LAS VEGAS – Former President Barack Obama remembered the late Senate Majority Leader Harry Reid on Saturday as a man “who worked,” as Democratic leaders gathered from across the country to remember Reid – often Laughing – As a man whose impatience for pleasantness was part of a campaign to improve the lives of ordinary Americans.
Voting at Reed’s Las Vegas Memorial Service testified to Reid’s influence on some of the most consequential laws of the 21st century, despite coming from a childhood of poverty and deprivation in Nevada. President Joe Biden escorted Reid’s widow, Landra Reid, to her seat at the start of services, before an honor guard carried a flag-wrapped coffin to the well of a quiet auditorium.
Reed died on December 28 at home in Henderson, Nevada, of 82 complications from pancreatic cancer.
“Let there be no doubt. Harry Reid will be considered one of the greatest Senate majority leaders in history,” Biden said, as leaders focused on strengthening health care and Wall Street reform and economic recovery in the wake of the 2008 recession. Credit to Reed’s work.
Biden, House Speaker Nancy Pelosi and Senate Majority Leader Chuck Schumer, who described Reid as a “really honest and original character” to mourners, spoke during an invitation-only memorial. Former President Barack Obama, who credited Reid for his rise to the White House, offered praise.
Obama said that when Reid helped pass the Affordable Care Act, “he didn’t do it to burn his legacy,” recalling how as a boy Reid’s family was so poor that Reed himself Took out one of his father’s teeth.
“He did it for people back home and families like himself who needed someone looking for something when no one else did. Harry got the job done,” Obama said.
“The thing about Harry, he never gave up. He never gave up. He never gave up on anyone who cared about him,” said Biden, who served for two decades with Reed in the Senate and worked with him for eight years when Biden was vice president.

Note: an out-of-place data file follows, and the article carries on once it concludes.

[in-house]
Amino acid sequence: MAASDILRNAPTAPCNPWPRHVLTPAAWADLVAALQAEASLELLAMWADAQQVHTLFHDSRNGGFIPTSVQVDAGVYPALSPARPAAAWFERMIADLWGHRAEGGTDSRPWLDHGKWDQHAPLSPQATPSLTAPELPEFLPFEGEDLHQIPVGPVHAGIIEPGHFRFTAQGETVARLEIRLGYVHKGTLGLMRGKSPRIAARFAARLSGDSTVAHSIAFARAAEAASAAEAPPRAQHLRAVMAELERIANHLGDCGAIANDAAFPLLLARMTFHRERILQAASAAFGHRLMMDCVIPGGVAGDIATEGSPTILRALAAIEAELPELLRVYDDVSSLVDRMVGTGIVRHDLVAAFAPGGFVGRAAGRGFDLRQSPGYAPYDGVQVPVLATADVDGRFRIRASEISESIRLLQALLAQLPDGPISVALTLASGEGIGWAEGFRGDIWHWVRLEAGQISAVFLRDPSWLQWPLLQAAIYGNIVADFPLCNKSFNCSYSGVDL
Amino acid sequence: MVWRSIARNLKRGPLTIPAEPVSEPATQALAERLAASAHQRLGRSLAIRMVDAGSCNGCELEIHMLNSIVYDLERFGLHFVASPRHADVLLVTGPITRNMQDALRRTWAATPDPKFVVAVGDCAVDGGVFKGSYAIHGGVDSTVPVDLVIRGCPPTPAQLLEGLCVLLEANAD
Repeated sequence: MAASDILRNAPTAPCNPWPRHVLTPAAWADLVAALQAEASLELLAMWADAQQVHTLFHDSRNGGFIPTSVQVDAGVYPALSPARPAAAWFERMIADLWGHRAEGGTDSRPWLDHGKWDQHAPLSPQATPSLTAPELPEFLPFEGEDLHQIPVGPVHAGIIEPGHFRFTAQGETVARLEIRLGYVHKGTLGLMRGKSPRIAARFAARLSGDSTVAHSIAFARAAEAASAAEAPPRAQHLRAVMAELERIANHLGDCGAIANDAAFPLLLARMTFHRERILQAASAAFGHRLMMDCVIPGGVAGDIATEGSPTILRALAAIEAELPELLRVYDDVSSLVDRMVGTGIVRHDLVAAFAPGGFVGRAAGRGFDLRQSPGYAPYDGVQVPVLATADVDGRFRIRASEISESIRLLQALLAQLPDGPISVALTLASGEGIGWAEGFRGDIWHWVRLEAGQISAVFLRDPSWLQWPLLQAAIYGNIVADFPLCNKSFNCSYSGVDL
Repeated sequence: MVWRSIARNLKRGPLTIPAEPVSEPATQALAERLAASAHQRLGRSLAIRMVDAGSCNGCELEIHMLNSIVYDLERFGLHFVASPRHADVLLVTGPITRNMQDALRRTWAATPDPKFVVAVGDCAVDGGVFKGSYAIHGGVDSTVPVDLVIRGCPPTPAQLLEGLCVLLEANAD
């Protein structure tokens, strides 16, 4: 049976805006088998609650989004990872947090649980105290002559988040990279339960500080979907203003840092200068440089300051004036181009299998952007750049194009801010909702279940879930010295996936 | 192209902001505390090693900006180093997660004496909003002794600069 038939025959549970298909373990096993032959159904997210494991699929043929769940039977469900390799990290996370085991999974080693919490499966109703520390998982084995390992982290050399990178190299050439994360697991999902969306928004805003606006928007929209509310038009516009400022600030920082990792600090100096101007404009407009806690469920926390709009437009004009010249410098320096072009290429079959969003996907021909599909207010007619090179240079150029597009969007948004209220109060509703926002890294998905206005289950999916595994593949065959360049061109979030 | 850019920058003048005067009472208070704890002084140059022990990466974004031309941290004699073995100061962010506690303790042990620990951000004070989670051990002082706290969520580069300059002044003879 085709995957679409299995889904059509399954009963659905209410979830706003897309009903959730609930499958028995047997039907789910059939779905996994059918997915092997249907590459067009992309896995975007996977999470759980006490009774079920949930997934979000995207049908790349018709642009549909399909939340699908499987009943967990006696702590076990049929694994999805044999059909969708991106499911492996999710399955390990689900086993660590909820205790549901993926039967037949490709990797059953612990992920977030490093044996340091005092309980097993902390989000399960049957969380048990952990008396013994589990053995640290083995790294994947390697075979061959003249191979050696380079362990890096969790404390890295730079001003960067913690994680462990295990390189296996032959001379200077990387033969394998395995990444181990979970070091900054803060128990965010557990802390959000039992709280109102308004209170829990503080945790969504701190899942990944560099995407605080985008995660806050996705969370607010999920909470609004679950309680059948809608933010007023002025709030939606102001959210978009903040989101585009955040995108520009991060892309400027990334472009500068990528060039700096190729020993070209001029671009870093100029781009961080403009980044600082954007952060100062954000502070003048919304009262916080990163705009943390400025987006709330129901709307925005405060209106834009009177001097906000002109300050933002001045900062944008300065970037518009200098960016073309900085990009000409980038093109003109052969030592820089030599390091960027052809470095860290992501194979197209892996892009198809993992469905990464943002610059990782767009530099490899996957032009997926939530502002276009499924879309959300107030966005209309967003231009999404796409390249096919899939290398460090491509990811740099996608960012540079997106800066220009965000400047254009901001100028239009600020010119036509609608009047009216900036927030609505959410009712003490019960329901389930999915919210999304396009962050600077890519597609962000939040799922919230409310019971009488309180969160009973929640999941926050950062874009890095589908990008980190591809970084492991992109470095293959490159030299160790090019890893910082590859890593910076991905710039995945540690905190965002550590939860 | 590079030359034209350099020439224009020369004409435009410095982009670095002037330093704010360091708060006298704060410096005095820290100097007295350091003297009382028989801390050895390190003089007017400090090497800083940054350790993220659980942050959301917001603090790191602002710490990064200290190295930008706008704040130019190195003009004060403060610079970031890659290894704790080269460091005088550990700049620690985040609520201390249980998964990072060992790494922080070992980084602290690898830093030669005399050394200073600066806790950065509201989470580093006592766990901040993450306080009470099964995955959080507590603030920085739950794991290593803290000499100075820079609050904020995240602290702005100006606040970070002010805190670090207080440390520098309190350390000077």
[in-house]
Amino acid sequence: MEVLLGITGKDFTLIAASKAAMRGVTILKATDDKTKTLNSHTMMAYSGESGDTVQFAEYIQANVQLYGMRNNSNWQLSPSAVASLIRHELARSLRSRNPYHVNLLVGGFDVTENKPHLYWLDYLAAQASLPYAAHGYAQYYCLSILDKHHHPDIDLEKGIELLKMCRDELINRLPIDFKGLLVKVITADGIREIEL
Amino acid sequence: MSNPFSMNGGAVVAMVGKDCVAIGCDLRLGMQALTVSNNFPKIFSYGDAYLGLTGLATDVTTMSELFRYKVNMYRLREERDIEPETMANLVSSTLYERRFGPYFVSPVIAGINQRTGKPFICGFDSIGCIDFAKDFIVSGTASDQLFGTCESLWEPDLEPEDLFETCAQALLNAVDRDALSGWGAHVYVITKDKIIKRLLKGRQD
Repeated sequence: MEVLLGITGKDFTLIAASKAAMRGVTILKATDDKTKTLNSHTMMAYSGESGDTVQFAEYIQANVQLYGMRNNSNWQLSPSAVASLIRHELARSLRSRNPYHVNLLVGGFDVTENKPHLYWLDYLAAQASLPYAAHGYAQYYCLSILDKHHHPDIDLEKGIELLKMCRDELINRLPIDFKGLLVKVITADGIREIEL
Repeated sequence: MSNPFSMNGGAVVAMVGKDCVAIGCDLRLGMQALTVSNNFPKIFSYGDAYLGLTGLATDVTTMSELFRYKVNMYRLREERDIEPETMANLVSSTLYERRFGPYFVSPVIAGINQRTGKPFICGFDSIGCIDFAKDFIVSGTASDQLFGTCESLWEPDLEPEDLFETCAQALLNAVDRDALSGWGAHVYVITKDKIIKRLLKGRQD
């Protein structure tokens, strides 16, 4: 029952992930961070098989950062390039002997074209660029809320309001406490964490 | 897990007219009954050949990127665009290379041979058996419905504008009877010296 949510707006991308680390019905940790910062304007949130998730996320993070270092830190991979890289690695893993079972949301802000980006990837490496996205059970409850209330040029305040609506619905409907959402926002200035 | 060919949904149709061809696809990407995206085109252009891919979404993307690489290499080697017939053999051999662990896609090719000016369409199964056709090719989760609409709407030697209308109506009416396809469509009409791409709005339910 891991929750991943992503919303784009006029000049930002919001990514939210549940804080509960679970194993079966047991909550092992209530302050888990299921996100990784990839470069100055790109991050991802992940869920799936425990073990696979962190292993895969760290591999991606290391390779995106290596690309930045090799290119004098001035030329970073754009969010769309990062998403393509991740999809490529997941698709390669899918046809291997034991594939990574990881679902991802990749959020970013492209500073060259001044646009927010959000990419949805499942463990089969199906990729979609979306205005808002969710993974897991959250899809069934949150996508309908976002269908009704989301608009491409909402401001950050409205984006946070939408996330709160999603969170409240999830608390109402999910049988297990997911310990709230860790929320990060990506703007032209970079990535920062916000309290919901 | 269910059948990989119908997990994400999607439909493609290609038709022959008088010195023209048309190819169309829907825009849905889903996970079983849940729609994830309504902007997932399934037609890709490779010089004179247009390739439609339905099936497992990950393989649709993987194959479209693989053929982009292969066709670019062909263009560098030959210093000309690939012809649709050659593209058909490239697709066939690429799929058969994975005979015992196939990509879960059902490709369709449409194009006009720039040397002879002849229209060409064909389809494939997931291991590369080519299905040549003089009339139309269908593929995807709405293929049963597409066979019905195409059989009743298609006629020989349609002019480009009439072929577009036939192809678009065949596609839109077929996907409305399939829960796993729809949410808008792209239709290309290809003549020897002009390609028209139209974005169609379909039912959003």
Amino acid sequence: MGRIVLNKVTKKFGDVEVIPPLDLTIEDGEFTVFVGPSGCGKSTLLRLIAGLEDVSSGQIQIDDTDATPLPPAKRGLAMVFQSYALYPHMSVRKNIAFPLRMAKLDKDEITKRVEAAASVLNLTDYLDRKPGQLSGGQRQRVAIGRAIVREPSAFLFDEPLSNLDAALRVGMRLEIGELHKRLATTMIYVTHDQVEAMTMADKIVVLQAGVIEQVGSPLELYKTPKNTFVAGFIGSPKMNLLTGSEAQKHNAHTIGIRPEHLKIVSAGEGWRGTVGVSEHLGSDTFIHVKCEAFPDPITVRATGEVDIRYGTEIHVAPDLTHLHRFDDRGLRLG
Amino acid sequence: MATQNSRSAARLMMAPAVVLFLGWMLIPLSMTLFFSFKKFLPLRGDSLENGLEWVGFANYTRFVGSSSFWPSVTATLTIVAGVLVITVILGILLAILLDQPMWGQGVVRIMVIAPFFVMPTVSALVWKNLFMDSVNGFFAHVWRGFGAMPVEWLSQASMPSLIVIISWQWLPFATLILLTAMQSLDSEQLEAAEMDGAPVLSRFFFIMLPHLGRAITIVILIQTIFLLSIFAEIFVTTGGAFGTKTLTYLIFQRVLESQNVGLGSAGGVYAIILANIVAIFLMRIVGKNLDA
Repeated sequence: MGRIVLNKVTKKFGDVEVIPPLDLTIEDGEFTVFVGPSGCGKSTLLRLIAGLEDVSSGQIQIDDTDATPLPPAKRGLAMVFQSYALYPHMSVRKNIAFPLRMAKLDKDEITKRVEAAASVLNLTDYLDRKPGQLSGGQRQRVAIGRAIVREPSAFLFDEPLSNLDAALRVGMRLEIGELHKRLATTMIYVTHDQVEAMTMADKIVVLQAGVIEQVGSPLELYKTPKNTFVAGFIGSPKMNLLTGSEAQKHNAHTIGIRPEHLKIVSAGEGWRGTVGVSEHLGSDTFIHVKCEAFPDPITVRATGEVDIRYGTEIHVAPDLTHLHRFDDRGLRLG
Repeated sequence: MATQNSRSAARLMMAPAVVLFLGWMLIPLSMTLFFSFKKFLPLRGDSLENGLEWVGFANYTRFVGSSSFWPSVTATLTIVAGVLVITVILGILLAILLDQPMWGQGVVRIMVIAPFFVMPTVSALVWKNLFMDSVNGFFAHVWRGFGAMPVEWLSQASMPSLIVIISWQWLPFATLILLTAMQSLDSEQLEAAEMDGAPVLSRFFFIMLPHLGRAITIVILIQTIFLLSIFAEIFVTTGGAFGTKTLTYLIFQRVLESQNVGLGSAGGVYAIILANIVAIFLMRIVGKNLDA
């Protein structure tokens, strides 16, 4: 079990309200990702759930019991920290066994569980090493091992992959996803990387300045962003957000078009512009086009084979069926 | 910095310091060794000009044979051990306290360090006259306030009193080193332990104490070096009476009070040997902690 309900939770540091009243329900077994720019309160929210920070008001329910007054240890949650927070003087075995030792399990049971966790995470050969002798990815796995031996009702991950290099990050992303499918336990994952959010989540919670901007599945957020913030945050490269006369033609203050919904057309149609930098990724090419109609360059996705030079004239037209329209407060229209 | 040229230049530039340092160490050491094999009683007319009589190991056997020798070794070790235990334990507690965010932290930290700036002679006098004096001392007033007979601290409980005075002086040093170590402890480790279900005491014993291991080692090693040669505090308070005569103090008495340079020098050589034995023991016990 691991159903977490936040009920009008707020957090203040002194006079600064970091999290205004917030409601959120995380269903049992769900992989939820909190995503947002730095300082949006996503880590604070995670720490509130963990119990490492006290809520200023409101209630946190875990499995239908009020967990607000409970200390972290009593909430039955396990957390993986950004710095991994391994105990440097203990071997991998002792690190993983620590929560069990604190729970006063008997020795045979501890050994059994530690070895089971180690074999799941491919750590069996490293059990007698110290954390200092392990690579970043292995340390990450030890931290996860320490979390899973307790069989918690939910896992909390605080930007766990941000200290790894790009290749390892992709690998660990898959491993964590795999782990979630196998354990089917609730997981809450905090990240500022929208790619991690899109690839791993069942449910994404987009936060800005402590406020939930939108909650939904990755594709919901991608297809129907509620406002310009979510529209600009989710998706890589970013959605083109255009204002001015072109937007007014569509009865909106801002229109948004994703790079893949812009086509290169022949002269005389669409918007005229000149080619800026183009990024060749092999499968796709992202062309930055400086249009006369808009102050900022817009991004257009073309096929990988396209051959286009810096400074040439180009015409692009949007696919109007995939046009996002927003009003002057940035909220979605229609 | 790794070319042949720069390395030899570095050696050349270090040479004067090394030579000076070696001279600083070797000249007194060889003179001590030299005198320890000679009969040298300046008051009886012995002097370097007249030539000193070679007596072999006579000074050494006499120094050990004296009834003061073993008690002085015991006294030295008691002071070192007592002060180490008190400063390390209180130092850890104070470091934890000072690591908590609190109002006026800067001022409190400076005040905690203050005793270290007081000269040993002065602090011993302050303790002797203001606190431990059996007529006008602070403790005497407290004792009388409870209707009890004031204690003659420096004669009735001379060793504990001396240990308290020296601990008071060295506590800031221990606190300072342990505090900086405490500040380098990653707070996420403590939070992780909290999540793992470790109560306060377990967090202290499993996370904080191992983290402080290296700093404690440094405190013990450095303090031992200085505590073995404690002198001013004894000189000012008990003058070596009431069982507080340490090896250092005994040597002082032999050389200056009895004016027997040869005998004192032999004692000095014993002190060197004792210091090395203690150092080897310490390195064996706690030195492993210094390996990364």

“If Harry said he was going to do something, he did,” Biden said. “You can bank on it.”
Reid’s son, Leif, was one of a series of speakers who recalled his father’s famous habit of having a sudden telephone conversation without saying goodbye, sometimes leaving the other person at bay—whether powerful politicians or close family – talking several minutes ago he realized he was no longer there.
Leif Reid said it was “part of the narrative” of his father’s life, and tried to explain that the gesture was more about Reed saving time for the family.
“When he hung up on you, maybe so soon, it’s not about him as much as he is devoted to my mom,” said Leif Reed.
“I probably hung out by Harry Reid two or three times a day, at most, for 12 years,” Pelosi told mourners.
“Sometimes I even called him back and said to Harry, ‘I was singing your praises,'” Pelosi said. To which Reid replied: “I don’t want to hear it,” she said, before she could hear the phone dead clicking.
Reid served for 34 years in Washington and led the Senate through a severe recession and Republican takeover of the House following the 2010 elections.
Harry Mason Reed covered 40 miles (64 kilometers) in high school and was an amateur boxer before being elected to the Nevada State Legislature at the age of 28. He had graduated from Utah State University and worked nights as a US Capitol police officer while attending George. Washington University Law School in Washington.
In 1970, at age 30, he was elected lieutenant governor of the state along with Democratic Governor Mike O’Callaghan. Reid was elected to the House in 1982 and to the Senate in 1986.
He built a political machine in Nevada that helped Democrats win important elections for years. When he retired in 2016 after an exercise accident at home that blinded one of his eyes, he selected former Nevada Attorney General Catherine Cortez Masto to replace him.
Cortez Masto became the first lady of Nevada and the first Latina elected to the US Senate.
The flight to Las Vegas will arrive at the newly designated Harry Reid International Airport. It was previously named after Pat McCarran, a former Democratic US Senator from Nevada who once owned the airfield and whose legacy is steeped in racism and anti-Semitism.
Associated Press writer Colleen Long in Washington contributed to this report.